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How Much Does It Cost To Raise A Child? [With Budget Planning!]

The Department of Agriculture has released the data in 2015 that on an average the estimated cost is $233,610 to raise a child from birth through the age of 17. You add the inflation rate with it and you will get the estimated cost.

Also, the figure is for the middle-income class people and does not include the college expenses. So, if you are a married couple with 2 children, you will have to spend more or less $14,000 per year to raise a child.

Of course, this figure depends on so many other factors like your location of living, your income class, marital status, and so on. In this article, I will explain what will be the most expensive sources to raise a child and how to plan for the baby to keep a grip on your expenses.

Sources of Expenses

How Much Does It Cost To Raise A Child

You definitely don’t want to financially evaluate your baby. Because raising a baby is not like buying a car or a house. Even though it makes you uncomfortable, you should know the potential sources of expenses to raise a child.

This will help you to make a better budgetary plan. Here are the most noteworthy costs of rearing a child:

Housing Expense

This is the most expensive sectors and responsible for 29% of the child-rearing expense mentioned above. Housing expenses include mortgage or rent payment, taxes, repairs, and so on. For the baby, you will need a separate bedroom with a good quality crib.

The good news is, the more child you have the per head cost will be minimized. Why? Because of the shared bedroom, shared utility expenses etc.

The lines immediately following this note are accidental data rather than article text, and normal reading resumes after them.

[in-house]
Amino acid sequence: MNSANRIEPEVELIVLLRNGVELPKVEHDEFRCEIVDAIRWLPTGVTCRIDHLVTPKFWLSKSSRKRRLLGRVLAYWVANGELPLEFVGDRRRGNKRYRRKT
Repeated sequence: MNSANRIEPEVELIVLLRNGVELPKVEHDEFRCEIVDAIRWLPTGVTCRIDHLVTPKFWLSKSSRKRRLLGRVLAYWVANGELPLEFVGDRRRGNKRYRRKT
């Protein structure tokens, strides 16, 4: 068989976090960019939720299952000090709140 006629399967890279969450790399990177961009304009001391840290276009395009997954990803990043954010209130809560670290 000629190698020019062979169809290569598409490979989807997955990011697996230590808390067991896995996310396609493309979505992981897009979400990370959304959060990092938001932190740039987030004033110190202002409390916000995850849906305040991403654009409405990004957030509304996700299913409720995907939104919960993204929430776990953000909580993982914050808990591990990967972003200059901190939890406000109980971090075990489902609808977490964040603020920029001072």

Food Expense

This is another noteworthy expense sector. Believe it or not, your new child will cost you a lot of food expense because she will eat/drink completely different food than the adult. In the estimate of the total expense of raising a child, food expense contributed 18%.

But if you have more children, the per head food expense will be lowered. Because you can buy bulk volume in economical packages.

Child Care & Education

If you and your partner are working, then you need to pay for the daycare center. In an estimate, it is shown that you need to pay at least $180 per week for a child for the full-time daycare center. Yes, this expense also depends on where you live.

Medical Expense

For the first few years of your baby, you will go to the doctor a lot. This will increase your overall medical expenses.


It’s another source of expense and weighs heavily on a family’s budget. The cost will vary depending on the family income and location as well.

Kids Toys

You will be spending a lot on toys until your kids become 10 to 12 years old.  These costs a lot! Toys like indoor rail system, pushing cars, ride on cars, and so on.

Planning the Budget for the Baby

Consider the following factors while you make the budget for the baby:

  • Get a Grip on Budget: Consider how the expense pattern will change after the baby arrives. There will be added food costs, clothing, and childcare. To balance such costs, some parents start spending less on restaurants and entertainment.
  • Setting up HSA: If you have high-deductible health care plans, consider setting up a Health Savings Account (HSA) to meet unexpected health expenses. You have no idea how many times you have to visit the hospital for the newborn unexpectedly.
  • Plan for Fertility Treatment & Adoption: If both of you are working and becoming parents lately, there is a huge change you or your partner may need fertility treatment. Only one round of In Vitro Fertilization (IVF) will cost at least $15,000 and you or your partner may need it several times!
  • Plan for College Education: Save a fraction of your income for the college education of your baby. College expense is rising year after year and if you don’t have a budget for it, college education for your baby will be hard.


Yes, I understand nobody considers the baby as an expense, but it won’t hurt to learn the cost to raise the baby. It will help you to plan for the best for your baby and the family overall.

You simply can’t ignore the financial impact of rearing a child on your life. Rather, you plan ahead and make a plan for the baby’s bright future.